Commodity trading giant Trafigura reported a 27-percent increase in its net profit for the first half of its financial year, to March 31, citing strong physical trade in crude oil.
Commenting on its results, the company said that “They show a strong performance by both trading divisions driven by significant volatility and dislocations in the global market, which make the physical trading and risk management activities of specialist companies such as Trafigura more relevant than ever.”
Thanks to its strong position in an industry in turmoil, Trafigura noted its first-half net result was the best six-month result on record.
The commodity major is also well position to benefit from the beginning improvement in oil demand. In late May, Reuters reported Trafigura had establishes a dominant trading position in North Sea oil, chartering 14 cargoes of local crude oil blends, benefiting from the fast and sharp change in prices driven by the OPEC+ cuts and still cheap freight rates.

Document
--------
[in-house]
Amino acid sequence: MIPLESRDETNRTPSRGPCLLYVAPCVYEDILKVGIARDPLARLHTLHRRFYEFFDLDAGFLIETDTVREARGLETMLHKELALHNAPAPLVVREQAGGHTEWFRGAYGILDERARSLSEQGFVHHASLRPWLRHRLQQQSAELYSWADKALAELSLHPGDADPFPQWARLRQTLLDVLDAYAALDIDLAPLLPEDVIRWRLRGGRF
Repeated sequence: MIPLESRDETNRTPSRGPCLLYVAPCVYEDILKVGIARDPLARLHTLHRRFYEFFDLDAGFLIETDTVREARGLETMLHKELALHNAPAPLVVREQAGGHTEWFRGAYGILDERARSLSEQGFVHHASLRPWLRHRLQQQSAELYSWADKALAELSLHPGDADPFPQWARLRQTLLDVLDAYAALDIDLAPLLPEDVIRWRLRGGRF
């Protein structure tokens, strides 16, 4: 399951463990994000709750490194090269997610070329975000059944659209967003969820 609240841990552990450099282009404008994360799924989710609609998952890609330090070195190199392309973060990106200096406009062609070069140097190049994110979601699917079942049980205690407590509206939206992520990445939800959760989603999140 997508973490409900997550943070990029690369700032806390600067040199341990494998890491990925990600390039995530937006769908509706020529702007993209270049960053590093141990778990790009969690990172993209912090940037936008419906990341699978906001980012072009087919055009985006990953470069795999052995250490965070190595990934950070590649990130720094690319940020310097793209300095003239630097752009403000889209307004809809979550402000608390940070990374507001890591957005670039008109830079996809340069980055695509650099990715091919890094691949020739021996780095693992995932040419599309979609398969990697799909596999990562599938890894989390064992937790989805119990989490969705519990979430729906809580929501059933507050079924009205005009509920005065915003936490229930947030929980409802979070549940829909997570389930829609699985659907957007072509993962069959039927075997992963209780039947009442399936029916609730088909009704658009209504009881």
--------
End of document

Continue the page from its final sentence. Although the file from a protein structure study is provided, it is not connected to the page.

Besides oil trading, Trafigura also benefited from the new International Maritime Organisation’s emission rules that came into effect in January.
“The Shipping and Chartering business also delivered a very strong performance having positioned itself strategically with an increased fleet and a sizeable equity position to benefit from the expected IMO 2020 market disruption, which did materialize,” Trafigura said.
“Disruptions caused by OFAC sanctions that removed available VLCC tonnage and the deep contango market arising from COVID-19 oil demand drop supported freight rates and further enhanced the performance.”
Yet not all may be rosy for the company. Last month The Guardian reported, without citing sources, that Trafigura was being investigated by the U.S. Commodities and Futures Trading Commission on allegations of corruption and market manipulation in crude oil trading.
According to the unconfirmed report, the CFTC had issued subpoenas to a group of people with the order to hand over all information they have regarding the company’s activities for the last four years at least that may suggest “manipulation and corruption involving oil products and trading”.
By Irina Slav for Oilprice.com
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